Shirley Thompson

2021-12-16

Is division of matrices possible?
Is it possible to divide a matrix by another? If yes, What will be the result of $\frac{A}{B}$ if
$A=\left(\begin{array}{cc}a& b\\ c& d\end{array}\right)$

$B=\left(\begin{array}{cc}w& x\\ y& z\end{array}\right)?$ Marcus Herman

Expert

There is a way to performa sort of division , but I am not sure if it is the way you are looking for. For motivation ,consider the ordinary real numbers R . We have that for two real numbers, $\frac{x}{y}$ is really the same as multiplying x and ${y}^{-1}=\frac{1}{y}.$ We call ${y}^{-1}$ the inverse of y, and note that it has the property that $y-1=1.$
The same goes for different algebraic structures. That is, for two elements x, y in this algebraic structure we define $\frac{x}{y}$ as $x{y}^{-1}$ (under some operation). Most notably, we have a notion of division in any division ring (hence the name!) . It turns out that if you consider invertible $n×n$ matrices with addition and ordinary matrix multiplication, there is a sensible way to define division since every invertible matrix has well, an inverse. So just to help you grip what an inverse is, say that you have a $2×2$ matrix
The inverse of A is then given by
${A}^{-1}=\frac{1}{\left(ad-bc\right)}\left[\begin{array}{cc}d& -b\\ -c& a\end{array}\right]$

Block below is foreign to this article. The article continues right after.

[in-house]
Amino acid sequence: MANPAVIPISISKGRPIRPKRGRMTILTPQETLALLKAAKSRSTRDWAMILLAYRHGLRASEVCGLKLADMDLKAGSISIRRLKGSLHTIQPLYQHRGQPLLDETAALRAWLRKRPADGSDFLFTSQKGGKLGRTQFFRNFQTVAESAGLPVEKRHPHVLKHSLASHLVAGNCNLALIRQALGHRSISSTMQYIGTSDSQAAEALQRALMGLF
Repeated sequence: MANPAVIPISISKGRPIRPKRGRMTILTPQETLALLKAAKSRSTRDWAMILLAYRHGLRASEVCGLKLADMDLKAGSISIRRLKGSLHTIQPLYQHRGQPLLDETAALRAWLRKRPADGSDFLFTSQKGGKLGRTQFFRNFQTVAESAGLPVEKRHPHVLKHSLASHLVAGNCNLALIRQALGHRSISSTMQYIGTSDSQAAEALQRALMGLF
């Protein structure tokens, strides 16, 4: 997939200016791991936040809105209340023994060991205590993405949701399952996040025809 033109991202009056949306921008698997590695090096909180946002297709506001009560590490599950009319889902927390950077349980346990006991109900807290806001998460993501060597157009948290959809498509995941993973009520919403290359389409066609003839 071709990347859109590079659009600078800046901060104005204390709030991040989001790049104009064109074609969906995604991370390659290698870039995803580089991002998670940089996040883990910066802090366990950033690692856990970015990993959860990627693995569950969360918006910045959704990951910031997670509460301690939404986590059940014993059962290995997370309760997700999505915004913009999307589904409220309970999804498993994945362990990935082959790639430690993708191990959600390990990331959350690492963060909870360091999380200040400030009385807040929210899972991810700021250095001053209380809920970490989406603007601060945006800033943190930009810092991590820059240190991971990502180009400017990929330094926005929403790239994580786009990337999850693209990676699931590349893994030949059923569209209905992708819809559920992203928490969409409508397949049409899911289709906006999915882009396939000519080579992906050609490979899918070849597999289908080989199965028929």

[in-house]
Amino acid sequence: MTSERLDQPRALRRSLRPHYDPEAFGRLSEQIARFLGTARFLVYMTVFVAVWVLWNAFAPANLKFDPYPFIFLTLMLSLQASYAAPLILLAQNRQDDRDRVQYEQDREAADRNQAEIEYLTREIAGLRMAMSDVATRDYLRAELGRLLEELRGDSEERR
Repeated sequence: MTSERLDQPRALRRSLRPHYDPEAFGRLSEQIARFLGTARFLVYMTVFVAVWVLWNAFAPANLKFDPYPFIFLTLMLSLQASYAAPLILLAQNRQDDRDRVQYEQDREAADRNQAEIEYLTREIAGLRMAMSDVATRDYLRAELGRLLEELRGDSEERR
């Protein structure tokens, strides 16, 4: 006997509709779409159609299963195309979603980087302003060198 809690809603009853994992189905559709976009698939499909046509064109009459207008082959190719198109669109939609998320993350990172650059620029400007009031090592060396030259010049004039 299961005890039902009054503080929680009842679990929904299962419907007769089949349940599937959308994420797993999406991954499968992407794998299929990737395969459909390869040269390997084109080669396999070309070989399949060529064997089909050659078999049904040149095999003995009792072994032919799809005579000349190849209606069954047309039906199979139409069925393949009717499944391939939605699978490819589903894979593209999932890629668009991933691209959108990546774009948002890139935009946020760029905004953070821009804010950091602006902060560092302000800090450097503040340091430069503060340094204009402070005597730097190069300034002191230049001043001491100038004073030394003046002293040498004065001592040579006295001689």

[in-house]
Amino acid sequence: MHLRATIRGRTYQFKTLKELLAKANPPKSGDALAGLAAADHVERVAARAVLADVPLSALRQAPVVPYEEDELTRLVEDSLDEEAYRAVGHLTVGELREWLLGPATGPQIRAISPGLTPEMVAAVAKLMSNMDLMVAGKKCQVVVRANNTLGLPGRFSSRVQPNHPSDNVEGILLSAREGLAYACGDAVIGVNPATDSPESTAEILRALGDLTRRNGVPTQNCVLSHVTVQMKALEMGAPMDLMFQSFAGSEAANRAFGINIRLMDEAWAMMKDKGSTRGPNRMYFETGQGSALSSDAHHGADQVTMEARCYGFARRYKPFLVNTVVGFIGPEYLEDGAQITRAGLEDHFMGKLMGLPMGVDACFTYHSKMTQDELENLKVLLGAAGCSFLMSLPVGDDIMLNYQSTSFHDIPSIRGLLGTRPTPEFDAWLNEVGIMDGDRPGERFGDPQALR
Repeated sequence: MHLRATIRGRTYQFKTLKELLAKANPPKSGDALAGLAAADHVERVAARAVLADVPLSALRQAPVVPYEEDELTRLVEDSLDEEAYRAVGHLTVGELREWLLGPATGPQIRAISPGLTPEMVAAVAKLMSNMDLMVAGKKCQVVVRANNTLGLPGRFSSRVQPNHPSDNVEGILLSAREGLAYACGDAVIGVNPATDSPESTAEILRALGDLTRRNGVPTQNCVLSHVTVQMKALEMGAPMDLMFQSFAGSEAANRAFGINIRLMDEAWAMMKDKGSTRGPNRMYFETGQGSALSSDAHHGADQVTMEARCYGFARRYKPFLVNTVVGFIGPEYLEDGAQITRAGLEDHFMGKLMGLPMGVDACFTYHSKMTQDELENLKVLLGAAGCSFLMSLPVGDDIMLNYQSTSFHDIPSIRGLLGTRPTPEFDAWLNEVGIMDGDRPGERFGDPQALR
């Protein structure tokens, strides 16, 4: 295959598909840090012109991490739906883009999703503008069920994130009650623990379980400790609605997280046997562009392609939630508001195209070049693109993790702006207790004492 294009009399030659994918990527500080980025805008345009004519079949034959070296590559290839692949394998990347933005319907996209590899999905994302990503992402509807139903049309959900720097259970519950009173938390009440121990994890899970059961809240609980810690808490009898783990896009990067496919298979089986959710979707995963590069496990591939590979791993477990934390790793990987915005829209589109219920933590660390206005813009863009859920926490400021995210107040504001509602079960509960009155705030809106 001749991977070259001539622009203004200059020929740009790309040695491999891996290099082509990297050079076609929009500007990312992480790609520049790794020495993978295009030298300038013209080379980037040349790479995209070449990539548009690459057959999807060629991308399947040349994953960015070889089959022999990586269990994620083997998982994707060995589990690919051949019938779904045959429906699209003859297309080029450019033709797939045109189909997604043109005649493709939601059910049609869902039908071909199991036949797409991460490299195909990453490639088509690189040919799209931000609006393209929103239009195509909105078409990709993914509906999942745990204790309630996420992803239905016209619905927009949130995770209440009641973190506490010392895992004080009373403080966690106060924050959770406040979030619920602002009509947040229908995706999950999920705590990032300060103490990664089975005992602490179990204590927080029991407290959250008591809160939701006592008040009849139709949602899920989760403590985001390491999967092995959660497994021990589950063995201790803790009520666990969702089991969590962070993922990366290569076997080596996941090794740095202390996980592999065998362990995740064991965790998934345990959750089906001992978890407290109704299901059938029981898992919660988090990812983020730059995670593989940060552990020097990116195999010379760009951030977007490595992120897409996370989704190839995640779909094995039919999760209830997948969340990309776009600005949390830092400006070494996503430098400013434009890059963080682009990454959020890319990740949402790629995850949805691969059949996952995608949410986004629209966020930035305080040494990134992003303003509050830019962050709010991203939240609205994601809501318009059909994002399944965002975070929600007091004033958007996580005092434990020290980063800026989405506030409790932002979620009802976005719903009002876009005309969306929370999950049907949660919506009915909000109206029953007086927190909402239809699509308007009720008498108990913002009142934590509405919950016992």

and you should check that $A{A}^{-1}=E$, the identity matrix. Now, for two matrices B and A, $\frac{B}{A}=B{A}^{-1}$ Chanell Sanborn

Expert

For ordinary numbers $\frac{a}{b}$ means the solution to the equation $xb=a$. This is the same as $bx=a$, but since matrix multiplication is not commutative, there are two different possible generalizations of "division" to matrices.
If B is invertible, then you can form $A{B}^{-1}\phantom{\rule{1em}{0ex}}\text{or}\phantom{\rule{1em}{0ex}}{B}^{-1}A$, but these are not in general the same matrix. They are the solutions to $XB=A$ and $BX=A$ respectively.
If B is not invertible, then $XB=A$ and $BX=A$ may have solutions, but the solutions will not be unique. So in that situation speaking of "matrix division" is even less warranted. Jeffrey Jordon

Expert

Normally, matrix division is defined as $\frac{A}{B}=A{B}^{-1}$ where ${B}^{-1}$ stands for the inverse matrix of B. In the case where the inverse doesn't exist the so called pseudoinverse may be used.